Changing the opacity of the brushes, I painted the ground and the mountains.Â I even integrated images of mountains and applied them as layers (Layer style; dark blue colour; Overlay mode; Opacity 59%) so that they became incorporated into the sky (Fig.05).
I duplicated the layer of the moon and applied a Gaussian blur, before making it bigger, to give the resemblance of a halo around the moon.Â With the pipette tool, I took the colour of the moonlight and added strokes of paint on the clouds' edges.Â Finally, I enlarged the two layers of the moon to enhance the appearance of the cathedral (Fig.06).
To extract the background architecture, I worked with the alpha channels (Fig.07).Â Sometimes I use the brush tool, click on the 'Q' key and then paint the surface that I want.Â Then I click on Q again to select the surface to have it switched.Â In another window, with all images carefully selected, I came up with the composition.Â To enlarge and decrease the sizes, I used the Transformation tool (Ctrl + T), changing them to grey to achieve more value (Fig.08).
Afterwards, I integrated them into the original scene, adding then a little red colour with the Color Balance option to make it more harmonious with the atmosphere of the scene (Fig.09).Â I duplicated the same layer and darkened it with the Hue/Saturation tool, while applying the Overlay mode.Â On the same layer, I erased the luminous parts with the Airbrush Pen Opacity Flow.Â I added a yellow light on the windows and finally made a light fog on the cathedral, to add more focal depth.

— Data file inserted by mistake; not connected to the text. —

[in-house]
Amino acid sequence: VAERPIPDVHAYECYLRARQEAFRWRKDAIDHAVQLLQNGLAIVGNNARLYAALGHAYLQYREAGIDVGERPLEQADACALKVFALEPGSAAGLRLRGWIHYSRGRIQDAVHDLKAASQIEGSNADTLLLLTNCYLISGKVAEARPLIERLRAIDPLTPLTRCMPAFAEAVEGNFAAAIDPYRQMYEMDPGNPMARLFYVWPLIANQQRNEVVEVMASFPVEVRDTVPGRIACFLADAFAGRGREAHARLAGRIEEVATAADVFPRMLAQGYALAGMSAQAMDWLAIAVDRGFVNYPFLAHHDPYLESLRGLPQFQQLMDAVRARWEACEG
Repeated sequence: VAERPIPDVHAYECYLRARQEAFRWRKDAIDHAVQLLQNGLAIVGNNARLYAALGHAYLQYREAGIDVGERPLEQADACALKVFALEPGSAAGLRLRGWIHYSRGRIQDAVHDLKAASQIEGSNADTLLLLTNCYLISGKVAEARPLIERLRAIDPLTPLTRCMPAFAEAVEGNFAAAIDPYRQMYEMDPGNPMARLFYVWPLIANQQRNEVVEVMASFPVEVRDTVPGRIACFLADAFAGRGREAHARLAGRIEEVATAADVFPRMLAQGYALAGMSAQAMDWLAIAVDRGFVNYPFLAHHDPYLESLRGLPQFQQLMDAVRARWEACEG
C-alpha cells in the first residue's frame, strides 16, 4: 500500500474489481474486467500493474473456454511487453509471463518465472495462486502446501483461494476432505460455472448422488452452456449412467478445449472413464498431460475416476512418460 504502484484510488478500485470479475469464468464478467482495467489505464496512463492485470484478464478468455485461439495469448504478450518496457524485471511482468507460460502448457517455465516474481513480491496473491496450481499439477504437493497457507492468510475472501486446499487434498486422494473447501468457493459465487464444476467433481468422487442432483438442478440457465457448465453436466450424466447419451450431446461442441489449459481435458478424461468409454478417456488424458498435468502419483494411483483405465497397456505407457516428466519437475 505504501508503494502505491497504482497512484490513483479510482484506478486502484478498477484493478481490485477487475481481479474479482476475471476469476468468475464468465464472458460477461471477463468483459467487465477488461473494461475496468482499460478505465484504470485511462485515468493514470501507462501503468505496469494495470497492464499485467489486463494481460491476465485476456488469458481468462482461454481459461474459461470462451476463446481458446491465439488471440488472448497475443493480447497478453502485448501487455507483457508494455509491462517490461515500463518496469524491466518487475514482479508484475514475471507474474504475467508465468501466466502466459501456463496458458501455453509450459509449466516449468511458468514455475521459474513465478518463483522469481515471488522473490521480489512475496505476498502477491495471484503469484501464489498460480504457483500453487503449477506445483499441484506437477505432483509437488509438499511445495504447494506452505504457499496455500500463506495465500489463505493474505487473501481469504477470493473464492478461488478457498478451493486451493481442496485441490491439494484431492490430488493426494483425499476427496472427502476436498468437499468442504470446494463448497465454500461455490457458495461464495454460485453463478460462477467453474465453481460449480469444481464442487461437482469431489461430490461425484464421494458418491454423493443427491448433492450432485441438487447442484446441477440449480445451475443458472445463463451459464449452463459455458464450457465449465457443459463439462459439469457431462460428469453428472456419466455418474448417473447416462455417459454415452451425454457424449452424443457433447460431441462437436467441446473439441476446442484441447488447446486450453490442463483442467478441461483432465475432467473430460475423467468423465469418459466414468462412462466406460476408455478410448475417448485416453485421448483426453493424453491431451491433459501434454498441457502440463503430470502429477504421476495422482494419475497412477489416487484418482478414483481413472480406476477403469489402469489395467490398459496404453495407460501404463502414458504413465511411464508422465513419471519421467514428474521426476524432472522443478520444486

I used the image of a city, with an Opacity of 47%, and on the mask layer I erased the borders with an eraser.Â After that, I applied a black Transparency gradient from the left to the right, in Overlay mode and at 64% Opacity. Finally, I added an orange colour to portray fires and smoke, to show that there are people living in the city (Fig.10).
To separate the cathedral from the background I applied a Transparency gradient from bottom to top, with a light grey colour (Fig.11).
First Plan (Layout)
After I selected the images, I extracted the rock in the background with Alpha Channels (Fig.12) and then assembled the rocks.Â With each one, I used the Curves tool to make them correctly contrasted.
Finally, I darkened the image and put the fog onto the rocks on the right of the image (Fig.13).
On a new layer, I applied a Transparency gradient in black from bottom to top with a 44% Opacity.Â On another new layer, I made a Radial gradient with the Soft Light mode.Â I then added a fusion layer (curve) to the whole scene and darkened the image a little.Â Then, I added a Color Balance of Cyan -42 and Yellow +27 (Fig.14).
The matte painting is a work that demands great patience, time and dedication.Â It allows us to create images that don't exist and which can be quite inspirational!Â (Fig.15)